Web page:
Bridget has come so far, broken so many “barriers” since that one doctor told us she would never (insert milestone here).
Yet her milestones, every freaking one has come with a price.
Hours of feeding therapy to learn how to eat, to avoid a g-tube.
Hours of physical therapy to learn how to roll over, to walk, to jump and to navigate stairs.
Hours occupational therapy to deal with sensory issues, to learn how to write, to learn how to use an utensil and put on clothes
Hours of speech therapy to learn how to sign and then finally say Abbey. To need an interpreter all through public school when a new teacher would enter her life and her typical peers would have to let them know what Bridget was trying to say.
I hate the term typical peers.
Hours of ABA that had to be modified due to her stubbornness but without it she would not have ever been potty trained.
Even with being potty trained, she still pees and shits the bed.
I admit it.
I want that perfect child.
I don’t want to wake up in the morning and not only have to change a diaper but have to change the bedding.
I don’t want to have to deal with temper tantrums because she doesn’t understand she cannot eat the entire container of Oreos.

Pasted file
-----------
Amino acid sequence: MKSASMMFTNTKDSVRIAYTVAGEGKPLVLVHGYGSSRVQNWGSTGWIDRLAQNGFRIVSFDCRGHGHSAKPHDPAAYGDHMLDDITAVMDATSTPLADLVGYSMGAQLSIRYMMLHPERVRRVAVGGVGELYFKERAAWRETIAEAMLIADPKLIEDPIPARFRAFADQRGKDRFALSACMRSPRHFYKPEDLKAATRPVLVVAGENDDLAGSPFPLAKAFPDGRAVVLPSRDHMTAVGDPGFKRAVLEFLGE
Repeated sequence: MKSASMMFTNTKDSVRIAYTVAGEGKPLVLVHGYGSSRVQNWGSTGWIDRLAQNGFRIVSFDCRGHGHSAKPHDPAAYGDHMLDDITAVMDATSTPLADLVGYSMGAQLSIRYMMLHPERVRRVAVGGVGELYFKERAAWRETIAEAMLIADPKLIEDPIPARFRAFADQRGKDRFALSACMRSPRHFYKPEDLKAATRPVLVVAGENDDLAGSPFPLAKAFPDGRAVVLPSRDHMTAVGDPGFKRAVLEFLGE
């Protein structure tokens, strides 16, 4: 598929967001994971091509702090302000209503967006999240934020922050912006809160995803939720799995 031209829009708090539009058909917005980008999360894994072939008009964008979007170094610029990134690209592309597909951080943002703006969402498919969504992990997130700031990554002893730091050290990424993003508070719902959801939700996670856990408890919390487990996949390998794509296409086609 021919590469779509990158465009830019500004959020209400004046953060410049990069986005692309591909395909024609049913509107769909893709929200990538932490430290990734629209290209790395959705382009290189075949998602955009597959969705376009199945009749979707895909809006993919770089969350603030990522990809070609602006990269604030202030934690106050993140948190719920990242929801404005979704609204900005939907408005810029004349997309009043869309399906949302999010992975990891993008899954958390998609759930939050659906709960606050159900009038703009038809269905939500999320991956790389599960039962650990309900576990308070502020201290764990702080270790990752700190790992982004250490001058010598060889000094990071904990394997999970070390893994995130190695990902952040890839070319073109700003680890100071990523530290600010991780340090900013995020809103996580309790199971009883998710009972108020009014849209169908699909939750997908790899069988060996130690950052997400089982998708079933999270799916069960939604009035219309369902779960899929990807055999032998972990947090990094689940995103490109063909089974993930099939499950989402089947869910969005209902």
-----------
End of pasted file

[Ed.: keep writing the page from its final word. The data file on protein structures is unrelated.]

I don’t want my child in a special education school an hour away where I know no one and have no idea who her friends are. While I know she’s where she needs to be, I hate that I had to give up the dream of her graduating with her class or being a part of our village.
I don’t want to have 15 specialists, I want one pediatrician that we got once a year for the school form.
I don’t want Bridget to have to have 24/7 supervision, I want her to go to college, get married and have a family.
I don’t want her in a pre-training/vocational program. I want her to get a job just like her sister did at 14.
I don’t want an IEP or special education. I want education and field trips I don’t have to be a chaperone on.
I don’t want to have to base every freaking decision on what she can/cannot handle or have to modify a vacation. I want to be able to leave her home alone and have a date night with my husband.
I admit that while I will always see the silver lining, the clouds freaking hurt.
Bridget is so very happy. If she could read I probably wouldn’t write this (and if her sister reads it she will be rightfully pissed at me). Though if she could read I probably would not have to write this or would even think these thoughts.
But Bridget cannot read.
She cannot do math.
She will never live alone.
She will have an incredible life.
I just some days wish it was the typical, perfect life I thought we were promised when I saw that positive test. I love my child, I just wish she wasn’t a forever a 4-year old.
I admit it, I love my child but somedays I hate this life.
I feel so identified
Lots of love
Thank you, I am so glad I am not alone in this world! We love our children, of course. But it is not aways easy!